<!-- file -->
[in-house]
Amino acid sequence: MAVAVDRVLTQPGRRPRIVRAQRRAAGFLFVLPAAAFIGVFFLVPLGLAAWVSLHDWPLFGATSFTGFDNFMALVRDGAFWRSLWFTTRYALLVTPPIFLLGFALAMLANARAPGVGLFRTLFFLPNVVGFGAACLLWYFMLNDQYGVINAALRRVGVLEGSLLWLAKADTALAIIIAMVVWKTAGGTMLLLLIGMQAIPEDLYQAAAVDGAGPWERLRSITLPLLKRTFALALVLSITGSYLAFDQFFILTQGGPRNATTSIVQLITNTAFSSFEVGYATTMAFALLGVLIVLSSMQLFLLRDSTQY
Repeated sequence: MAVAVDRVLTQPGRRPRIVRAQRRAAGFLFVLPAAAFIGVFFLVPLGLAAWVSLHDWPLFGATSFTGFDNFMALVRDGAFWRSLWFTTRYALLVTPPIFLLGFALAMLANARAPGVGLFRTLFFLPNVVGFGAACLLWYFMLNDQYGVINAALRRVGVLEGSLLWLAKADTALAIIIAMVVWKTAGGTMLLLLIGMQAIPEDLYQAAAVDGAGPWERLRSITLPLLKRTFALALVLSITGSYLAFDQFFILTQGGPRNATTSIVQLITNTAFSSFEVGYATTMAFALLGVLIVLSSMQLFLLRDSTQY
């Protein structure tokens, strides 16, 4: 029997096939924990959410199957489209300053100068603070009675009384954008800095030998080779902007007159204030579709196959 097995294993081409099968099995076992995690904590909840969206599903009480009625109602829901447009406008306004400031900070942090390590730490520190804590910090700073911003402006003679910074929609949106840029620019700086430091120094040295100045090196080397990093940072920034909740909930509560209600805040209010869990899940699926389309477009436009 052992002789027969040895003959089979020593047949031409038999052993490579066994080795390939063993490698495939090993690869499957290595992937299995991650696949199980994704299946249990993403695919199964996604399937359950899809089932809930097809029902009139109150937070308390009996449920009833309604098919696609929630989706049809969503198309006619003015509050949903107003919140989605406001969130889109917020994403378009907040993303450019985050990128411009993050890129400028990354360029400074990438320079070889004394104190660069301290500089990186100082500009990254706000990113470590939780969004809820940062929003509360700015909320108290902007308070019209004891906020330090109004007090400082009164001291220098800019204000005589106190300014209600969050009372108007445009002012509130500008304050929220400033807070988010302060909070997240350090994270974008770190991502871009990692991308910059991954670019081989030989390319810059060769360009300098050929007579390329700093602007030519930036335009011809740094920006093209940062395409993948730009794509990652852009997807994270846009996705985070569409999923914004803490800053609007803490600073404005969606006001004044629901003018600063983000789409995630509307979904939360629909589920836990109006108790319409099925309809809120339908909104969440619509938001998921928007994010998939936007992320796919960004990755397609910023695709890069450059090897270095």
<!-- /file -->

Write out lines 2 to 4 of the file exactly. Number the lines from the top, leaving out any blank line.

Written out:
Amino acid sequence: MAVAVDRVLTQPGRRPRIVRAQRRAAGFLFVLPAAAFIGVFFLVPLGLAAWVSLHDWPLFGATSFTGFDNFMALVRDGAFWRSLWFTTRYALLVTPPIFLLGFALAMLANARAPGVGLFRTLFFLPNVVGFGAACLLWYFMLNDQYGVINAALRRVGVLEGSLLWLAKADTALAIIIAMVVWKTAGGTMLLLLIGMQAIPEDLYQAAAVDGAGPWERLRSITLPLLKRTFALALVLSITGSYLAFDQFFILTQGGPRNATTSIVQLITNTAFSSFEVGYATTMAFALLGVLIVLSSMQLFLLRDSTQY
Repeated sequence: MAVAVDRVLTQPGRRPRIVRAQRRAAGFLFVLPAAAFIGVFFLVPLGLAAWVSLHDWPLFGATSFTGFDNFMALVRDGAFWRSLWFTTRYALLVTPPIFLLGFALAMLANARAPGVGLFRTLFFLPNVVGFGAACLLWYFMLNDQYGVINAALRRVGVLEGSLLWLAKADTALAIIIAMVVWKTAGGTMLLLLIGMQAIPEDLYQAAAVDGAGPWERLRSITLPLLKRTFALALVLSITGSYLAFDQFFILTQGGPRNATTSIVQLITNTAFSSFEVGYATTMAFALLGVLIVLSSMQLFLLRDSTQY
């Protein structure tokens, strides 16, 4: 029997096939924990959410199957489209300053100068603070009675009384954008800095030998080779902007007159204030579709196959 097995294993081409099968099995076992995690904590909840969206599903009480009625109602829901447009406008306004400031900070942090390590730490520190804590910090700073911003402006003679910074929609949106840029620019700086430091120094040295100045090196080397990093940072920034909740909930509560209600805040209010869990899940699926389309477009436009 052992002789027969040895003959089979020593047949031409038999052993490579066994080795390939063993490698495939090993690869499957290595992937299995991650696949199980994704299946249990993403695919199964996604399937359950899809089932809930097809029902009139109150937070308390009996449920009833309604098919696609929630989706049809969503198309006619003015509050949903107003919140989605406001969130889109917020994403378009907040993303450019985050990128411009993050890129400028990354360029400074990438320079070889004394104190660069301290500089990186100082500009990254706000990113470590939780969004809820940062929003509360700015909320108290902007308070019209004891906020330090109004007090400082009164001291220098800019204000005589106190300014209600969050009372108007445009002012509130500008304050929220400033807070988010302060909070997240350090994270974008770190991502871009990692991308910059991954670019081989030989390319810059060769360009300098050929007579390329700093602007030519930036335009011809740094920006093209940062395409993948730009794509990652852009997807994270846009996705985070569409999923914004803490800053609007803490600073404005969606006001004044629901003018600063983000789409995630509307979904939360629909589920836990109006108790319409099925309809809120339908909104969440619509938001998921928007994010998939936007992320796919960004990755397609910023695709890069450059090897270095």